Standing Up to Cynics
Kennedy recognized that his appeal for this serious pursuit of peace would be dismissed by the cynics and the warmongers as unrealistic and even dangerous. But he was determined to change the frame of the foreign policy debate, away from the endless bravado of militarism:
"I speak of peace, therefore, as the necessary, rational end of rational men. I realize the pursuit of peace is not as dramatic as the pursuit of war, and frequently the words of the pursuers fall on deaf ears. But we have no more urgent task. . . .
"Too many of us think it is impossible. Too many think it is unreal. But that is a dangerous, defeatist belief. It leads to the conclusion that war is inevitable, that mankind is doomed, that we are gripped by forces we cannot control. We need not accept that view. Our problems are manmade; therefore, they can be solved by man. And man can be as big as he wants. No problem of human destiny is beyond human beings."
And then, in arguably the most important words that he ever spoke, Kennedy said, "For in the final analysis, our most basic common link is that we all inhabit this small planet. We all breathe the same air. We all cherish our children's futures. And we are all mortal."
Kennedy followed up his AU speech with practical efforts to work with Soviet leader Nikita Khrushchev to rein in dangers from nuclear weapons and to discuss other ways of reducing international tensions, initiatives that Khrushchev welcomed although many of the hopeful prospects were cut short by Kennedy's assassination on Nov. 22, 1963.
Kennedy's AU oration was, in many ways, a follow-up to what turned out to be President Dwight Eisenhower's most famous speech, his farewell address of Jan. 17, 1961. That's when Eisenhower ominously warned that "In the councils of government, we must guard against the acquisition of unwarranted influence, whether sought or unsought, by the military–industrial complex. . . . We must never let the weight of this combination endanger our liberties or democratic processes."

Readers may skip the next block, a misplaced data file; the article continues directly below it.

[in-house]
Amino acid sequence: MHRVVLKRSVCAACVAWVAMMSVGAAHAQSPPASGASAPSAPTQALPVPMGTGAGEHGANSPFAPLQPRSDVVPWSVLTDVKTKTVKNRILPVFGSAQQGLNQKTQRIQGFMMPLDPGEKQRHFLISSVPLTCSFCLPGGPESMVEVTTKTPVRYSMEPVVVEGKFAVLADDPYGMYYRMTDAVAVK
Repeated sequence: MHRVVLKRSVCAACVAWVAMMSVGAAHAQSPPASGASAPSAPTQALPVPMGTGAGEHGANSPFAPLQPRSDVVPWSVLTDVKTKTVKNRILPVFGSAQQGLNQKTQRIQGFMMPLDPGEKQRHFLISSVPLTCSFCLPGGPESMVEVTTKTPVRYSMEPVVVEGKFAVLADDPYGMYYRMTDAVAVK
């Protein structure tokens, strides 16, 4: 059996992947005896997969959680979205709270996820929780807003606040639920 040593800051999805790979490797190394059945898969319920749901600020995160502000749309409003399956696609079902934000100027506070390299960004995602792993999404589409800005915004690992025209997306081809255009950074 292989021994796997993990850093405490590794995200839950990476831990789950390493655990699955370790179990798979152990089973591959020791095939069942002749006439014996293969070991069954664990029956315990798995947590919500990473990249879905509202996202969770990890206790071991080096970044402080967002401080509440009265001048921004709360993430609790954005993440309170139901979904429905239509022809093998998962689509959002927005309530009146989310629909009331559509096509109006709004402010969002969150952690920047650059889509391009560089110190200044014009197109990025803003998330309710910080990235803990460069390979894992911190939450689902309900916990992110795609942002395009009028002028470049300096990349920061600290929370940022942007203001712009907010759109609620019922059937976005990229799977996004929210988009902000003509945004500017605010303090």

Arguably no modern speeches by American presidents were as important as those two. Without the phony trumpets that often herald what are supposed to be "important" presidential addresses, Eisenhower's stark warning and Kennedy's humanistic appeal defined the challenges that Americans have faced in the more than half century since then.
Those two speeches, especially Eisenhower's phrase "military-industrial complex" and Kennedy's "we all inhabit this small planet," resonate to the present because they were rare moments when presidents spoke truthfully to the American people.
Nearly all later "famous" remarks by presidents were either phony self-aggrandizement (Ronald Reagan's "Mr. Gorbachev, tear down that wall" -- when the wall wasn't torn down until George H.W. Bush was president and wasn't torn down by Mikhail Gorbachev anyway but by the German people). Or they are unintentionally self-revealing (Richard Nixon's "I am not a crook" or Bill Clinton's "I did not have sexual relations with that woman.")
Obama has yet to leave behind any memorable quote, despite his undeniable eloquence. There are his slogans, like "hope and change" and some thoughtful speeches about race and income inequality, but nothing of the substance and the magnitude of Eisenhower's "military-industrial complex" and Kennedy's "we all inhabit this small planet."
Despite the practical value of Obama's spirited defense of the Iran nuclear deal, nothing in his AU speech on Wednesday deserved the immortality of the truth-telling by those two predecessors.
Investigative reporter Robert Parry broke many of the Iran-Contra stories for The Associated Press and Newsweek in the 1980s. You can buy his latest book, America's Stolen Narrative.